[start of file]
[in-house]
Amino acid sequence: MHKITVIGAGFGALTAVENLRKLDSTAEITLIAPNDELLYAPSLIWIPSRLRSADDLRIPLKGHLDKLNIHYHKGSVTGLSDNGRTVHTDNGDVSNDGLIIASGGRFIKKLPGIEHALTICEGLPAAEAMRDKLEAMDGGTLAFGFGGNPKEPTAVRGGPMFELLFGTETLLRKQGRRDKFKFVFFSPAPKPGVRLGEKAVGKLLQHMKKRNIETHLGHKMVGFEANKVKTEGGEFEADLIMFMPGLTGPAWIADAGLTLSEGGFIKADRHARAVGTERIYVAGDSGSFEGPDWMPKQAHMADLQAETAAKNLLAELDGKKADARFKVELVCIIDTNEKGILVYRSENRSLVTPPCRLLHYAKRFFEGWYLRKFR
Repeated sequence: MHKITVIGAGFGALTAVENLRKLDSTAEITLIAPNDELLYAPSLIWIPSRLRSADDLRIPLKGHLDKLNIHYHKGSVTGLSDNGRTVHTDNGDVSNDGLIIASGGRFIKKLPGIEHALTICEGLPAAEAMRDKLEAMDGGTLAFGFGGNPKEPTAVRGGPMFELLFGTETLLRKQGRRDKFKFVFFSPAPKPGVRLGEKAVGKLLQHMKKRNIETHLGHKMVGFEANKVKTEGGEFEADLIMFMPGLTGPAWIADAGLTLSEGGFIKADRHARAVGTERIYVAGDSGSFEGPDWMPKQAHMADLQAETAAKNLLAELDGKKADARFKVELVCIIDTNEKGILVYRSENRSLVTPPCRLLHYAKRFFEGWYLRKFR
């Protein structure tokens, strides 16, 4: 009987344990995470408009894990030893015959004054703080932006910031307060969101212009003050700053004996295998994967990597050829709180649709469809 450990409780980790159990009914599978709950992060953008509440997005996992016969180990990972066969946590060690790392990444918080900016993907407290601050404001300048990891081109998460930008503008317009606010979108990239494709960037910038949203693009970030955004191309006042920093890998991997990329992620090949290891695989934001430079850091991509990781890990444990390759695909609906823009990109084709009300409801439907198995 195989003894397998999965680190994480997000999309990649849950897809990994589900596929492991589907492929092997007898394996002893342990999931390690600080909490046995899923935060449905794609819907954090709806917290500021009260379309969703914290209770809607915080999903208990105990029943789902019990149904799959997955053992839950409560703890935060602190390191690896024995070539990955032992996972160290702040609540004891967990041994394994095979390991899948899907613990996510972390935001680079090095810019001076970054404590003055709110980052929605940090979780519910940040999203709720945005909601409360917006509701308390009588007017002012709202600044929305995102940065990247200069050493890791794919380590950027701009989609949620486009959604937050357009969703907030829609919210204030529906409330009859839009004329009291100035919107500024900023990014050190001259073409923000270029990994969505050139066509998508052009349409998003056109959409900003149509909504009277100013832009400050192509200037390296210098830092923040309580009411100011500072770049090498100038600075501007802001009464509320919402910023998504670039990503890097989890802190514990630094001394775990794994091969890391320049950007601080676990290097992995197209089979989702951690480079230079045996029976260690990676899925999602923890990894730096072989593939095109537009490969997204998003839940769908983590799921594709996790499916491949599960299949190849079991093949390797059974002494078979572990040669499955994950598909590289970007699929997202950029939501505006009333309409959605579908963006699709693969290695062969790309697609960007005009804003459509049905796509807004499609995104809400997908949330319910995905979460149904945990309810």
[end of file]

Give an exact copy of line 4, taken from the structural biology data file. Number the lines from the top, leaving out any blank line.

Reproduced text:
């Protein structure tokens, strides 16, 4: 009987344990995470408009894990030893015959004054703080932006910031307060969101212009003050700053004996295998994967990597050829709180649709469809 450990409780980790159990009914599978709950992060953008509440997005996992016969180990990972066969946590060690790392990444918080900016993907407290601050404001300048990891081109998460930008503008317009606010979108990239494709960037910038949203693009970030955004191309006042920093890998991997990329992620090949290891695989934001430079850091991509990781890990444990390759695909609906823009990109084709009300409801439907198995 195989003894397998999965680190994480997000999309990649849950897809990994589900596929492991589907492929092997007898394996002893342990999931390690600080909490046995899923935060449905794609819907954090709806917290500021009260379309969703914290209770809607915080999903208990105990029943789902019990149904799959997955053992839950409560703890935060602190390191690896024995070539990955032992996972160290702040609540004891967990041994394994095979390991899948899907613990996510972390935001680079090095810019001076970054404590003055709110980052929605940090979780519910940040999203709720945005909601409360917006509701308390009588007017002012709202600044929305995102940065990247200069050493890791794919380590950027701009989609949620486009959604937050357009969703907030829609919210204030529906409330009859839009004329009291100035919107500024900023990014050190001259073409923000270029990994969505050139066509998508052009349409998003056109959409900003149509909504009277100013832009400050192509200037390296210098830092923040309580009411100011500072770049090498100038600075501007802001009464509320919402910023998504670039990503890097989890802190514990630094001394775990794994091969890391320049950007601080676990290097992995197209089979989702951690480079230079045996029976260690990676899925999602923890990894730096072989593939095109537009490969997204998003839940769908983590799921594709996790499916491949599960299949190849079991093949390797059974002494078979572990040669499955994950598909590289970007699929997202950029939501505006009333309409959605579908963006699709693969290695062969790309697609960007005009804003459509049905796509807004499609995104809400997908949330319910995905979460149904945990309810």